Yet another study found that only 35% of millennials “probably” make a purchase through Facebook. Only 24% said they were interested in a Twitter buy button. According to this research, both Twitter and Facebook have claimed that about half of their users come to their sites to buy products they can buy.

But why do these figures contradict each other so much? In my opinion, this is because we still do not have a clear definition for “social commerce”. Some sources also classify transactions with social media as a traffic channel under “social commerce”. Others (including me) believe that the transactions should also take place on the social platform.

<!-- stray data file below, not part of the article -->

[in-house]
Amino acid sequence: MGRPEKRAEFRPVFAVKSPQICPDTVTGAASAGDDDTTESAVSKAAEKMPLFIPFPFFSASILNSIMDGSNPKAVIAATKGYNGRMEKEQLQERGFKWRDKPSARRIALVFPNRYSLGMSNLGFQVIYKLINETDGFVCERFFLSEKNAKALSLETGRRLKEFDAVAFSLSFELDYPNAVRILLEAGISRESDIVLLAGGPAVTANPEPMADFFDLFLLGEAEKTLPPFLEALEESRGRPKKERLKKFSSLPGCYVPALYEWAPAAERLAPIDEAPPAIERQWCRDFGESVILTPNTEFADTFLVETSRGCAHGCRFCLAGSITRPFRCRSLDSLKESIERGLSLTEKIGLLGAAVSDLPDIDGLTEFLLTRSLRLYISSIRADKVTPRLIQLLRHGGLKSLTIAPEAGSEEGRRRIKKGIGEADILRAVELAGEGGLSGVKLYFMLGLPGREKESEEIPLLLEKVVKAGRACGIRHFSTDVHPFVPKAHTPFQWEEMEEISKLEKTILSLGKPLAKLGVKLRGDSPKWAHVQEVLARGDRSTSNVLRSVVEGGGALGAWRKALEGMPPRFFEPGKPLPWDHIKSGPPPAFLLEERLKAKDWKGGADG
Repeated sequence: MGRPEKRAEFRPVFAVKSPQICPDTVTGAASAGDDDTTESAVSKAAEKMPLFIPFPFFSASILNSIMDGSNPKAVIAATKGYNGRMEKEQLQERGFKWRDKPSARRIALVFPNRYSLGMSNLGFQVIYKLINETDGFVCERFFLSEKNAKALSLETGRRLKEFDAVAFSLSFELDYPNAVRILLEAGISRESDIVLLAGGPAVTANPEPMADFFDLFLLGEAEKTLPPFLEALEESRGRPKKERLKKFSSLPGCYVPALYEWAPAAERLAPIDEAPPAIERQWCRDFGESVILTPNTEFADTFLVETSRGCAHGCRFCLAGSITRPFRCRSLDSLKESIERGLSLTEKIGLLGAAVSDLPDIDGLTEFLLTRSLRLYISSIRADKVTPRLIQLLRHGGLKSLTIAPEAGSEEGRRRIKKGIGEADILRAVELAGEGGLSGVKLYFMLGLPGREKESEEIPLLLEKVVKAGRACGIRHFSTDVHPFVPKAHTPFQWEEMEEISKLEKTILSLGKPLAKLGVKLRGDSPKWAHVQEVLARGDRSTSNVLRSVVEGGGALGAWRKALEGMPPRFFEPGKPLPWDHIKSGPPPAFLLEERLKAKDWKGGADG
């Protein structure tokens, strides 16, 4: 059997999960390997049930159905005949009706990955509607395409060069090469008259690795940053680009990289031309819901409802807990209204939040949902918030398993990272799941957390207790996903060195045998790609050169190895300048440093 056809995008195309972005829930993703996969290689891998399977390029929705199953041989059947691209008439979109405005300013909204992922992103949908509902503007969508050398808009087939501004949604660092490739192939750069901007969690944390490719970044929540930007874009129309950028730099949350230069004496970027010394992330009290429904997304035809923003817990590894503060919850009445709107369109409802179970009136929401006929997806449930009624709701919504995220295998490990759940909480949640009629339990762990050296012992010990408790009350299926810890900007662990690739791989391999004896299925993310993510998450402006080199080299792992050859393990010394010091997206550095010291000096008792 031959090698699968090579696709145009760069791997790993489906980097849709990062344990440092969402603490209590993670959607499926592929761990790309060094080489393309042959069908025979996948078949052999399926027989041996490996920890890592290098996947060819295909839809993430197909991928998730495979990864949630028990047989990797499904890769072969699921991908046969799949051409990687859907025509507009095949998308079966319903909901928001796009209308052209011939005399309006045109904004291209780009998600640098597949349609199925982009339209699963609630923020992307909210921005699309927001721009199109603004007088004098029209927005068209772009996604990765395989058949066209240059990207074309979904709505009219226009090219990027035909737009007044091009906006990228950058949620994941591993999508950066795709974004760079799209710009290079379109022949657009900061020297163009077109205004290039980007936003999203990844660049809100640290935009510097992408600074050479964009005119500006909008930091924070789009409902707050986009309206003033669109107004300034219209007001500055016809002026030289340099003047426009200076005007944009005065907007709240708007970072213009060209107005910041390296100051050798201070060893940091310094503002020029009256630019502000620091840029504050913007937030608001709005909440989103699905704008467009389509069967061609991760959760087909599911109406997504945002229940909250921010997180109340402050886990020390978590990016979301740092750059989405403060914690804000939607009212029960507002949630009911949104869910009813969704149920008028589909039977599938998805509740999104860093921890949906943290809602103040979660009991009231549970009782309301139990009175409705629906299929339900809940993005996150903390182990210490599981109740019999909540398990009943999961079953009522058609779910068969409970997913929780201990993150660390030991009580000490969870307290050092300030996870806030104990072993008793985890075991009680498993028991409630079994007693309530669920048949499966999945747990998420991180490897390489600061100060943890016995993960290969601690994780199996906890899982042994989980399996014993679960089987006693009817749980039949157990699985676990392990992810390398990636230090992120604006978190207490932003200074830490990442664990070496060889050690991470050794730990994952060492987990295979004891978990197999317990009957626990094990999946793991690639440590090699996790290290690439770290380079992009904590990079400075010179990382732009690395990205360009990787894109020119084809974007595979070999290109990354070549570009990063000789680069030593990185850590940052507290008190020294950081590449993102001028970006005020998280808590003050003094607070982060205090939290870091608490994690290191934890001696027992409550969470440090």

Is social commerce something for you?

That’s the big question. The social media giants are now first in charge, only TikTok makes concrete statements about a rollout to the Netherlands. The rest keep their jaws firmly together. In the meantime, we are keeping a close eye on this social commerce revolution.